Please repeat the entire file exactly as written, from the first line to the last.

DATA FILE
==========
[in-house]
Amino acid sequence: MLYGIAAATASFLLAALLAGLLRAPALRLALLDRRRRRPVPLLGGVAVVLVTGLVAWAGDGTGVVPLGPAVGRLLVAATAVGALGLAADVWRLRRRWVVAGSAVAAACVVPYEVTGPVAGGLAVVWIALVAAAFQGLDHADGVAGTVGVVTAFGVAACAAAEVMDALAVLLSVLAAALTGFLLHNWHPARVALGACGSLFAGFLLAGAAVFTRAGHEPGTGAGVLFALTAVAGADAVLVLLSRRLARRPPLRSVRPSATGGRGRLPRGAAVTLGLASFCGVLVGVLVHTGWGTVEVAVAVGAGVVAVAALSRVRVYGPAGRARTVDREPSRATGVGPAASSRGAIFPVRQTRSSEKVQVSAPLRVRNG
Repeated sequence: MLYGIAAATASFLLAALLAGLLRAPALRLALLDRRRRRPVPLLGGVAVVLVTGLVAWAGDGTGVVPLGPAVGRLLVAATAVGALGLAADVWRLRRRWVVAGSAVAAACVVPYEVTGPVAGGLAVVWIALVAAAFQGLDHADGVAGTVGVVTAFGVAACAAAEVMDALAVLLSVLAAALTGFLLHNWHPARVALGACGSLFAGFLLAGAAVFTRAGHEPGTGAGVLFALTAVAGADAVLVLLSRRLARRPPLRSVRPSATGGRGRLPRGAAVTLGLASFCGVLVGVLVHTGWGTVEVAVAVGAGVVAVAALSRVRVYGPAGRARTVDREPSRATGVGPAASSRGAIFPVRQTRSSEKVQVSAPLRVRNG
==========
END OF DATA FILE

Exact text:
[in-house]
Amino acid sequence: MLYGIAAATASFLLAALLAGLLRAPALRLALLDRRRRRPVPLLGGVAVVLVTGLVAWAGDGTGVVPLGPAVGRLLVAATAVGALGLAADVWRLRRRWVVAGSAVAAACVVPYEVTGPVAGGLAVVWIALVAAAFQGLDHADGVAGTVGVVTAFGVAACAAAEVMDALAVLLSVLAAALTGFLLHNWHPARVALGACGSLFAGFLLAGAAVFTRAGHEPGTGAGVLFALTAVAGADAVLVLLSRRLARRPPLRSVRPSATGGRGRLPRGAAVTLGLASFCGVLVGVLVHTGWGTVEVAVAVGAGVVAVAALSRVRVYGPAGRARTVDREPSRATGVGPAASSRGAIFPVRQTRSSEKVQVSAPLRVRNG
Repeated sequence: MLYGIAAATASFLLAALLAGLLRAPALRLALLDRRRRRPVPLLGGVAVVLVTGLVAWAGDGTGVVPLGPAVGRLLVAATAVGALGLAADVWRLRRRWVVAGSAVAAACVVPYEVTGPVAGGLAVVWIALVAAAFQGLDHADGVAGTVGVVTAFGVAACAAAEVMDALAVLLSVLAAALTGFLLHNWHPARVALGACGSLFAGFLLAGAAVFTRAGHEPGTGAGVLFALTAVAGADAVLVLLSRRLARRPPLRSVRPSATGGRGRLPRGAAVTLGLASFCGVLVGVLVHTGWGTVEVAVAVGAGVVAVAALSRVRVYGPAGRARTVDREPSRATGVGPAASSRGAIFPVRQTRSSEKVQVSAPLRVRNG